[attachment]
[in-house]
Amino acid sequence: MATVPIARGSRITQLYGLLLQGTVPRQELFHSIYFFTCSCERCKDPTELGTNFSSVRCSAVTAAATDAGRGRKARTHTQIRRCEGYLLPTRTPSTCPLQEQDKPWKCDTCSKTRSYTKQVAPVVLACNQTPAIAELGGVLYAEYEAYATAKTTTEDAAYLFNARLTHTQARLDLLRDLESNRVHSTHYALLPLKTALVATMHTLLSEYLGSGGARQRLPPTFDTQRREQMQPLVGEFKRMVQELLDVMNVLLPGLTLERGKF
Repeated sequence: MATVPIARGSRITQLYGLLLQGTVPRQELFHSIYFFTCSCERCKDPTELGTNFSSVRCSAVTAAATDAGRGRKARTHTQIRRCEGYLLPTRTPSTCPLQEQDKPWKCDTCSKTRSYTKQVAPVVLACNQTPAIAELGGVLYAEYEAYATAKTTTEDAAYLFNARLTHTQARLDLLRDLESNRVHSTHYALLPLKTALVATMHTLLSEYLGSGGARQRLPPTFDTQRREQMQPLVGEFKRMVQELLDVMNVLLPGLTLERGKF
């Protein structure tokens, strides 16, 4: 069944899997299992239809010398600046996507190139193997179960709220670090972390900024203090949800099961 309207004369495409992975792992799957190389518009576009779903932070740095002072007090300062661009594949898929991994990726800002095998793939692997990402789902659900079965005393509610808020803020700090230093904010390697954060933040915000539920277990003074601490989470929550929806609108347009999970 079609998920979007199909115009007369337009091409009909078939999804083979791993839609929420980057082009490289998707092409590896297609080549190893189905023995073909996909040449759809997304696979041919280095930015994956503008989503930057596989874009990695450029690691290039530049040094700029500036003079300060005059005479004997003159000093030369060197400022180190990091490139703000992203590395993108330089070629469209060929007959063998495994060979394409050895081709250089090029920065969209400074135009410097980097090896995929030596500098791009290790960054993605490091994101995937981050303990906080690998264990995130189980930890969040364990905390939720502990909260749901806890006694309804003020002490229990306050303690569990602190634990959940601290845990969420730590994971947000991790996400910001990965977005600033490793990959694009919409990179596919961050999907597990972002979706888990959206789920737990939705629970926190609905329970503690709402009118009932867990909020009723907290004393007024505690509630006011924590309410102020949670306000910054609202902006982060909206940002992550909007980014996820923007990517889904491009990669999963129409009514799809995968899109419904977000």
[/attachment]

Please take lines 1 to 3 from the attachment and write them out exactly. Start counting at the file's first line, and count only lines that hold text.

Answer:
[in-house]
Amino acid sequence: MATVPIARGSRITQLYGLLLQGTVPRQELFHSIYFFTCSCERCKDPTELGTNFSSVRCSAVTAAATDAGRGRKARTHTQIRRCEGYLLPTRTPSTCPLQEQDKPWKCDTCSKTRSYTKQVAPVVLACNQTPAIAELGGVLYAEYEAYATAKTTTEDAAYLFNARLTHTQARLDLLRDLESNRVHSTHYALLPLKTALVATMHTLLSEYLGSGGARQRLPPTFDTQRREQMQPLVGEFKRMVQELLDVMNVLLPGLTLERGKF
Repeated sequence: MATVPIARGSRITQLYGLLLQGTVPRQELFHSIYFFTCSCERCKDPTELGTNFSSVRCSAVTAAATDAGRGRKARTHTQIRRCEGYLLPTRTPSTCPLQEQDKPWKCDTCSKTRSYTKQVAPVVLACNQTPAIAELGGVLYAEYEAYATAKTTTEDAAYLFNARLTHTQARLDLLRDLESNRVHSTHYALLPLKTALVATMHTLLSEYLGSGGARQRLPPTFDTQRREQMQPLVGEFKRMVQELLDVMNVLLPGLTLERGKF